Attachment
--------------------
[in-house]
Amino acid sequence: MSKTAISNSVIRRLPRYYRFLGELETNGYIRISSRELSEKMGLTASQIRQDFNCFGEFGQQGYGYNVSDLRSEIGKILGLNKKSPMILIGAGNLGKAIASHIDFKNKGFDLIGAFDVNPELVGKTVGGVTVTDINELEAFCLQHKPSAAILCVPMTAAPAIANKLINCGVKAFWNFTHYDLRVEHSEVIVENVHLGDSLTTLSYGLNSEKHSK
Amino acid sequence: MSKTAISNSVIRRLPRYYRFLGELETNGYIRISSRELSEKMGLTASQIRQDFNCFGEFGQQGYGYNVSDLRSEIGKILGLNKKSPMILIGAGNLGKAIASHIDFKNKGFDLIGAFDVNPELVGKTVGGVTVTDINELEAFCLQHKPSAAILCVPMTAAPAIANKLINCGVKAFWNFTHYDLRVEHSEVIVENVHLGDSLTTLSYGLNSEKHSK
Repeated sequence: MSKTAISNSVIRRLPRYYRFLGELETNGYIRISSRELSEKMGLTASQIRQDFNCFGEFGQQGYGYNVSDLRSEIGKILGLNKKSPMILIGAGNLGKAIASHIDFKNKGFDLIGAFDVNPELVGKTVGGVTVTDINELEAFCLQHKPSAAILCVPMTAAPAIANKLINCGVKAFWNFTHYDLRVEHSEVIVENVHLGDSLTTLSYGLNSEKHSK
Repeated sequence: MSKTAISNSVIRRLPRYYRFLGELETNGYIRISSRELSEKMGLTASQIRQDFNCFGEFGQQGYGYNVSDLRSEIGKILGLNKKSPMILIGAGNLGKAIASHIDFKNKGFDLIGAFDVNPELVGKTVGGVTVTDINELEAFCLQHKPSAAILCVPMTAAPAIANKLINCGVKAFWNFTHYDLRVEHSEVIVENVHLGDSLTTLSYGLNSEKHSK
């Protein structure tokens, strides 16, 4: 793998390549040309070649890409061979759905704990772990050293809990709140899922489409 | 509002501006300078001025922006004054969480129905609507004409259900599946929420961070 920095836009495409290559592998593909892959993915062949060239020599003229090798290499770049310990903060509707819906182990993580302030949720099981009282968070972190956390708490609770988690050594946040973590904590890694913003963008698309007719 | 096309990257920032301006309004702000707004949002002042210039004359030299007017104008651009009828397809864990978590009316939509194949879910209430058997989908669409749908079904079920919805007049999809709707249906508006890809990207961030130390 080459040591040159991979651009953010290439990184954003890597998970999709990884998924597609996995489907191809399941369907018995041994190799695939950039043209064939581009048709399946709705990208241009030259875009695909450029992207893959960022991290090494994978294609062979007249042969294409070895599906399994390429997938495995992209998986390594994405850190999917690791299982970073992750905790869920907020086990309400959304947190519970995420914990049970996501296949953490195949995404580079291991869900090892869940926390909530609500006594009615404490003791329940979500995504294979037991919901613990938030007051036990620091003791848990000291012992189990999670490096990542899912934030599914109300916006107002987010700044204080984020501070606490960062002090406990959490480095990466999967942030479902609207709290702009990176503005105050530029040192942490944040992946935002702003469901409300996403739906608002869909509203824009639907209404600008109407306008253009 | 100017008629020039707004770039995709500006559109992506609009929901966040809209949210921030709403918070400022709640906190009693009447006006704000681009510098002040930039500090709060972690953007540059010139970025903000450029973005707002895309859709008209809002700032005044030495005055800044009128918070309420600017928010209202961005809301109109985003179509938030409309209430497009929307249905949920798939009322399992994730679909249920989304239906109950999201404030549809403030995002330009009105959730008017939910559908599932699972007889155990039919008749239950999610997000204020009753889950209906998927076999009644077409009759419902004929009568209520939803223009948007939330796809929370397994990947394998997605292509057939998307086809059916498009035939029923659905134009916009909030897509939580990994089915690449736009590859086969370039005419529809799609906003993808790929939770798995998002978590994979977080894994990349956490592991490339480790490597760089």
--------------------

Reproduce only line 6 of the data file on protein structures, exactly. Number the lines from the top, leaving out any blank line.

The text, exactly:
């Protein structure tokens, strides 16, 4: 793998390549040309070649890409061979759905704990772990050293809990709140899922489409 | 509002501006300078001025922006004054969480129905609507004409259900599946929420961070 920095836009495409290559592998593909892959993915062949060239020599003229090798290499770049310990903060509707819906182990993580302030949720099981009282968070972190956390708490609770988690050594946040973590904590890694913003963008698309007719 | 096309990257920032301006309004702000707004949002002042210039004359030299007017104008651009009828397809864990978590009316939509194949879910209430058997989908669409749908079904079920919805007049999809709707249906508006890809990207961030130390 080459040591040159991979651009953010290439990184954003890597998970999709990884998924597609996995489907191809399941369907018995041994190799695939950039043209064939581009048709399946709705990208241009030259875009695909450029992207893959960022991290090494994978294609062979007249042969294409070895599906399994390429997938495995992209998986390594994405850190999917690791299982970073992750905790869920907020086990309400959304947190519970995420914990049970996501296949953490195949995404580079291991869900090892869940926390909530609500006594009615404490003791329940979500995504294979037991919901613990938030007051036990620091003791848990000291012992189990999670490096990542899912934030599914109300916006107002987010700044204080984020501070606490960062002090406990959490480095990466999967942030479902609207709290702009990176503005105050530029040192942490944040992946935002702003469901409300996403739906608002869909509203824009639907209404600008109407306008253009 | 100017008629020039707004770039995709500006559109992506609009929901966040809209949210921030709403918070400022709640906190009693009447006006704000681009510098002040930039500090709060972690953007540059010139970025903000450029973005707002895309859709008209809002700032005044030495005055800044009128918070309420600017928010209202961005809301109109985003179509938030409309209430497009929307249905949920798939009322399992994730679909249920989304239906109950999201404030549809403030995002330009009105959730008017939910559908599932699972007889155990039919008749239950999610997000204020009753889950209906998927076999009644077409009759419902004929009568209520939803223009948007939330796809929370397994990947394998997605292509057939998307086809059916498009035939029923659905134009916009909030897509939580990994089915690449736009590859086969370039005419529809799609906003993808790929939770798995998002978590994979977080894994990349956490592991490339480790490597760089």